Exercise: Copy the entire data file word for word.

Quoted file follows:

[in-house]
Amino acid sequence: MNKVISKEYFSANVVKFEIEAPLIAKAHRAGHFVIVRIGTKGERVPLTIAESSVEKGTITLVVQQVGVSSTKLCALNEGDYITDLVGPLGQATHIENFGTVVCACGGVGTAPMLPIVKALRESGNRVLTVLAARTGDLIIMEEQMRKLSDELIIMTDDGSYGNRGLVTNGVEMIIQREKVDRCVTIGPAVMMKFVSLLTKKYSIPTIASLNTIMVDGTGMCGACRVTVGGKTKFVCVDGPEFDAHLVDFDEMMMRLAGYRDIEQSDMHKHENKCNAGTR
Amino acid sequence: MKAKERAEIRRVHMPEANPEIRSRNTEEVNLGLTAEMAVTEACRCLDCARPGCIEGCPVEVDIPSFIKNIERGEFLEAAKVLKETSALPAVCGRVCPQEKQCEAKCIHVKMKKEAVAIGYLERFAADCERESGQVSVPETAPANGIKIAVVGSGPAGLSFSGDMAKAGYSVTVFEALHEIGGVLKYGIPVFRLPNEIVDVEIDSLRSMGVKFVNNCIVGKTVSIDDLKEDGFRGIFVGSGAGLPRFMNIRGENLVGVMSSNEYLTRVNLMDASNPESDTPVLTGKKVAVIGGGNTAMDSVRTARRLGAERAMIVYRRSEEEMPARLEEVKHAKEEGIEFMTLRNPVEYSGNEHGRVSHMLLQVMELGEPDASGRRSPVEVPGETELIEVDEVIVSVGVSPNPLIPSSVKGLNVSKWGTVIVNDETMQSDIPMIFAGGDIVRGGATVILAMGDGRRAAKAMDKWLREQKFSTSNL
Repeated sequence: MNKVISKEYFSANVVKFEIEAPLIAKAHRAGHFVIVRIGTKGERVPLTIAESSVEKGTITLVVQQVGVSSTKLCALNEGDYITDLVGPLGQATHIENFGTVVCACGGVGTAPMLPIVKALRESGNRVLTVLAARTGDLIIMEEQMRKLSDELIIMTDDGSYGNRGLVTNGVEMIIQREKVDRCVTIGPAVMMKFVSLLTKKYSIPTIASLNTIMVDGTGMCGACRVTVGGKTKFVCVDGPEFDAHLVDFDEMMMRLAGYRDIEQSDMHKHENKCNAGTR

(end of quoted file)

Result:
[in-house]
Amino acid sequence: MNKVISKEYFSANVVKFEIEAPLIAKAHRAGHFVIVRIGTKGERVPLTIAESSVEKGTITLVVQQVGVSSTKLCALNEGDYITDLVGPLGQATHIENFGTVVCACGGVGTAPMLPIVKALRESGNRVLTVLAARTGDLIIMEEQMRKLSDELIIMTDDGSYGNRGLVTNGVEMIIQREKVDRCVTIGPAVMMKFVSLLTKKYSIPTIASLNTIMVDGTGMCGACRVTVGGKTKFVCVDGPEFDAHLVDFDEMMMRLAGYRDIEQSDMHKHENKCNAGTR
Amino acid sequence: MKAKERAEIRRVHMPEANPEIRSRNTEEVNLGLTAEMAVTEACRCLDCARPGCIEGCPVEVDIPSFIKNIERGEFLEAAKVLKETSALPAVCGRVCPQEKQCEAKCIHVKMKKEAVAIGYLERFAADCERESGQVSVPETAPANGIKIAVVGSGPAGLSFSGDMAKAGYSVTVFEALHEIGGVLKYGIPVFRLPNEIVDVEIDSLRSMGVKFVNNCIVGKTVSIDDLKEDGFRGIFVGSGAGLPRFMNIRGENLVGVMSSNEYLTRVNLMDASNPESDTPVLTGKKVAVIGGGNTAMDSVRTARRLGAERAMIVYRRSEEEMPARLEEVKHAKEEGIEFMTLRNPVEYSGNEHGRVSHMLLQVMELGEPDASGRRSPVEVPGETELIEVDEVIVSVGVSPNPLIPSSVKGLNVSKWGTVIVNDETMQSDIPMIFAGGDIVRGGATVILAMGDGRRAAKAMDKWLREQKFSTSNL
Repeated sequence: MNKVISKEYFSANVVKFEIEAPLIAKAHRAGHFVIVRIGTKGERVPLTIAESSVEKGTITLVVQQVGVSSTKLCALNEGDYITDLVGPLGQATHIENFGTVVCACGGVGTAPMLPIVKALRESGNRVLTVLAARTGDLIIMEEQMRKLSDELIIMTDDGSYGNRGLVTNGVEMIIQREKVDRCVTIGPAVMMKFVSLLTKKYSIPTIASLNTIMVDGTGMCGACRVTVGGKTKFVCVDGPEFDAHLVDFDEMMMRLAGYRDIEQSDMHKHENKCNAGTR